TV is the lead medium with a 60-sec TVC, which is currently gone on air. This time Domino’s has expanded the media and there is a brand website explaining ‘Yeh hai rishton ka time’ and how it comes alive. The packaging is also new, which captures the essence of the positioning.

The outdoor campaign will roll out in a few days. POP is also part of the communication, where flyers will be distributed to households. “We have our own infrastructure – 15000 employees across 500 stores in 110 cities will ensure that the distribution is wide,” informed Rajpal.

Social media is used to increase viewership, to drive dialogue with consumers and to create messages and promos. There is also a YouTube channel – Domino’s Pizza India. On Twitter, Domino’s has 11500 followers and on Facebook there’s an FB engagement progamme with fans with its FB page boasting of 2.1 million fans. “We are going to have a contest on FB on how Domino’s brings a change in relationships and, we’re going to deliver free pizzas and shoot videos and post those on YouTube,” said Rajpal.

TG for Domino’s takes on a whole new meaning. “We don’t believe in TG in terms of demographics, but we define TG in the ‘relationship space’” elaborated Rajpal. It is intimate relationships, where one makes a difference – relationships between father-son, husband-wife, girlfriend-boyfriend, friends, and family.

The focus area is ‘consumer delight’ in any form – the ultimate level of satisfaction. “Apart from a great product, great service, how we delight the consumers is our concern. Our 15000 employees ensure consumers are delighted and help build a strong loyalty base,” said Rajpal.

The creative agency is Contract, the media agency is Madison; the digital agency is Blazer (Group M), and the social media agency is Go Vivek Go.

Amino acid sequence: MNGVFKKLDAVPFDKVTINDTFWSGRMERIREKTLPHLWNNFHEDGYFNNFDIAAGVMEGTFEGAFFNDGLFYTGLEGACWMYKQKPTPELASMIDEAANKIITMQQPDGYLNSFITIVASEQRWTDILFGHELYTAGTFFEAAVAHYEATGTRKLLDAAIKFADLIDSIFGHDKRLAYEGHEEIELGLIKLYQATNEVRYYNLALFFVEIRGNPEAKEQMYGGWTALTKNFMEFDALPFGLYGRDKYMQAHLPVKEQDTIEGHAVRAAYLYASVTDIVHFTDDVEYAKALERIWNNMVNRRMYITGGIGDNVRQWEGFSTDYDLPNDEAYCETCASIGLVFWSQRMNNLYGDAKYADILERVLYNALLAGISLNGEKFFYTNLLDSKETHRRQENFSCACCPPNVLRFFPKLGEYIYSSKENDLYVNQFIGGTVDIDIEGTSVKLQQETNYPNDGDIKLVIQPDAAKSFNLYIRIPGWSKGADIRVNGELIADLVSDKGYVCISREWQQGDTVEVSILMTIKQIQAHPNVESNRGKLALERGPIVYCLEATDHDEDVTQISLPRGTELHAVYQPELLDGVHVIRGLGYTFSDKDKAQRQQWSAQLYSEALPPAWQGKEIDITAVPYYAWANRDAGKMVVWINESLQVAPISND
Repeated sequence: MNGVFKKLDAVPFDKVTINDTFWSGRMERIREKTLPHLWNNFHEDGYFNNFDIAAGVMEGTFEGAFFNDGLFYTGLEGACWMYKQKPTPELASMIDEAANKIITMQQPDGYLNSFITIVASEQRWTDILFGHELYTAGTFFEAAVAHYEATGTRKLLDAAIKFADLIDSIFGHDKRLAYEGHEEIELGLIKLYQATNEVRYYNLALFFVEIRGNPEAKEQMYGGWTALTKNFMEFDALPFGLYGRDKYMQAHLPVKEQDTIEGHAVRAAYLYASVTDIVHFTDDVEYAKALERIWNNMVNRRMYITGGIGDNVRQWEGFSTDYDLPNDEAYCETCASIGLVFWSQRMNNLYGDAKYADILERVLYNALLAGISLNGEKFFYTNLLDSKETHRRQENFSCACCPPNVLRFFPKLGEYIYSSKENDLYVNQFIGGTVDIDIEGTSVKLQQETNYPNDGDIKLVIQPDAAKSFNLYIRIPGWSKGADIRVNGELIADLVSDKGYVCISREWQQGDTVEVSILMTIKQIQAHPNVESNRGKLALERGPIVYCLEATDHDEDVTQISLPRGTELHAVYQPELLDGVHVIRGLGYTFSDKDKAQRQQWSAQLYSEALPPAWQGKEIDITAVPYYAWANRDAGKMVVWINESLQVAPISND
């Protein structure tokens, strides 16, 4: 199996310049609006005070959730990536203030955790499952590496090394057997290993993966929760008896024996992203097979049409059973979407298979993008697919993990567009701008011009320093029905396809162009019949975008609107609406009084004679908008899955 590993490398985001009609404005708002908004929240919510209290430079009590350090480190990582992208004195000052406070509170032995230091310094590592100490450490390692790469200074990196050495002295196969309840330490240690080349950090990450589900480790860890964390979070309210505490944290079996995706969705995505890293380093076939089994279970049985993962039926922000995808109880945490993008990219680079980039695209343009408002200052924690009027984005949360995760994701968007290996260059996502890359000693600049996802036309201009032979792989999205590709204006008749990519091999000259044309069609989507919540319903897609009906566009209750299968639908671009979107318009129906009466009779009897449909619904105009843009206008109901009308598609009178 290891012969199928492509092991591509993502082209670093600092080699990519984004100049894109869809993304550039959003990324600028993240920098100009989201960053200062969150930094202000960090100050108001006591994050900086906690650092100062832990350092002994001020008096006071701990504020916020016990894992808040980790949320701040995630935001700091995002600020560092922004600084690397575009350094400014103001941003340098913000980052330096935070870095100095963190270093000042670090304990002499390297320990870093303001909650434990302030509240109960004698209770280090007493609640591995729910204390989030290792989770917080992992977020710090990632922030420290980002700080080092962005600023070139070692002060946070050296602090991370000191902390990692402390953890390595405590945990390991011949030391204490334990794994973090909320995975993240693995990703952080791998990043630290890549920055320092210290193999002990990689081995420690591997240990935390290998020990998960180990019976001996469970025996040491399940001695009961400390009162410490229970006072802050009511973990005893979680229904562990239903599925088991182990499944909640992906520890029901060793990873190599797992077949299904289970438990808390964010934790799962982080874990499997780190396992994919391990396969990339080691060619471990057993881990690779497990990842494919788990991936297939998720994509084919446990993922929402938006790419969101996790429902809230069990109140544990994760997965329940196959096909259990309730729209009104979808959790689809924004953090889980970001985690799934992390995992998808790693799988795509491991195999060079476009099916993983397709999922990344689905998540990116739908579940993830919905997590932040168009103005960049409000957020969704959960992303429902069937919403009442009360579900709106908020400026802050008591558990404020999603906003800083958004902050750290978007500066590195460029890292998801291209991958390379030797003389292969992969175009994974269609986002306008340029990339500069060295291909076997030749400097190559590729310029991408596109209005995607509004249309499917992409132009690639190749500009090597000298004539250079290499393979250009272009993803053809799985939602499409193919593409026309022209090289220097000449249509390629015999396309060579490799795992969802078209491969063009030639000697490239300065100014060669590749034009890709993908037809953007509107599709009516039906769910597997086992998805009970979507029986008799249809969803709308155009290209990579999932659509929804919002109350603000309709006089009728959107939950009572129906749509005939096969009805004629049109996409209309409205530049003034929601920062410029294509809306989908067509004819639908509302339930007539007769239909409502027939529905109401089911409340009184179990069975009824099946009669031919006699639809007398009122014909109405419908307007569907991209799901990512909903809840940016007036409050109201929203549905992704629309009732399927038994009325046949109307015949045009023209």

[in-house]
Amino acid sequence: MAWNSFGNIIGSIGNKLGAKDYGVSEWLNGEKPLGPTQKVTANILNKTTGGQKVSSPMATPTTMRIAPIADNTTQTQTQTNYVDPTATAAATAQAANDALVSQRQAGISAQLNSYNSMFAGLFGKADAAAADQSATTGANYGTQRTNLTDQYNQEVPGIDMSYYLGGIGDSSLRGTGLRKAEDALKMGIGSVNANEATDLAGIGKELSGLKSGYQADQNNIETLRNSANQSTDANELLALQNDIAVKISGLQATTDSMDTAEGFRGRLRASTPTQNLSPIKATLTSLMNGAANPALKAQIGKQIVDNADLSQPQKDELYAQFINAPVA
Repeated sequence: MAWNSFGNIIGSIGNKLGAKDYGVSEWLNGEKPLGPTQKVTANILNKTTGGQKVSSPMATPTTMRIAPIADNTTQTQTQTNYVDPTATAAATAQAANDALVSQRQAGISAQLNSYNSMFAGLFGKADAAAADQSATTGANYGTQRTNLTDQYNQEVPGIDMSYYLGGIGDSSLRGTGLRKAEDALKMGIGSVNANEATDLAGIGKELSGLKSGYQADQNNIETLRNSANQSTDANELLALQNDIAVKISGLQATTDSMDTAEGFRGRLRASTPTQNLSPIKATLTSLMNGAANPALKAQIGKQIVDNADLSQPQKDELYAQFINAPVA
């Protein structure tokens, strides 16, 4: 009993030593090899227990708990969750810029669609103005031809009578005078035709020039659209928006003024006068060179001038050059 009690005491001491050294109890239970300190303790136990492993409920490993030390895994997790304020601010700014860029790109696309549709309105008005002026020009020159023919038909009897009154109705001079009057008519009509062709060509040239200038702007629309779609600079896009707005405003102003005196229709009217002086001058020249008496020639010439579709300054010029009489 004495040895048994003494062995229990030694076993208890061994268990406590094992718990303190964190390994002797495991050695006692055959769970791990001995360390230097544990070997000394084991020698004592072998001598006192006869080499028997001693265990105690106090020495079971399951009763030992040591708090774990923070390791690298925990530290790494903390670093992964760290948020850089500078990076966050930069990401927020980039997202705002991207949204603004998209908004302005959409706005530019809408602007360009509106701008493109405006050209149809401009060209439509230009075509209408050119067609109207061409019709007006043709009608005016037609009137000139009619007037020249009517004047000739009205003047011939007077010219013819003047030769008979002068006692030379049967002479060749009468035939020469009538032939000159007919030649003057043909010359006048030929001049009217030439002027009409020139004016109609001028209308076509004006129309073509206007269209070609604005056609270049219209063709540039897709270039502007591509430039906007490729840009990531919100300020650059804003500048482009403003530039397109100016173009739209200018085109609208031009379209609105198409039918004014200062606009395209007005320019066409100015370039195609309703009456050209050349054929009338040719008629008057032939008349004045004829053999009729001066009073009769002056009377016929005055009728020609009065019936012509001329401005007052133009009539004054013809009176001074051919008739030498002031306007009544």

Industry data from 2011 reveals the organised pizza market is Rs 1500 crore. “We have a current market share of 55 per cent which has grown by five per cent in the last one year,” shared Rajpal. The other players in the market are national players Pizza Hut and Papa John’s and the rest are regional in nature – US Pizzas, Slice of Italy, Smoking Joe’s and Pizza Corner.

Ensuring the health factor
The health factor is kept in sharp focus. As far as Domino’s goes, none of the products are fried, but baked, so calorie count is low; all are trans-fat free. The dough is fortified with irons and vitamins in the ‘Hand tossed crust pizza’. All of these ensure Domino’s products are nutrient, healthy and good for consumers, said Rajpal.

Going online
The online service was started last year in April, and more than 10 per cent of delivery revenue comes from the online channels, according to Rajpal. The mobile ordering was also launched, where apps can be downloaded; and today more than two lakh of the same have been downloaded. Another recently launched feature is Pizza Tracker Online, where one can track the status of the order online till the delivery is made.

“Even though we increased prices in mid-June by three per cent (prices depend on inflation), our endeavour is to try to bring more efficiency to absorb costs,” concluded Rajpal.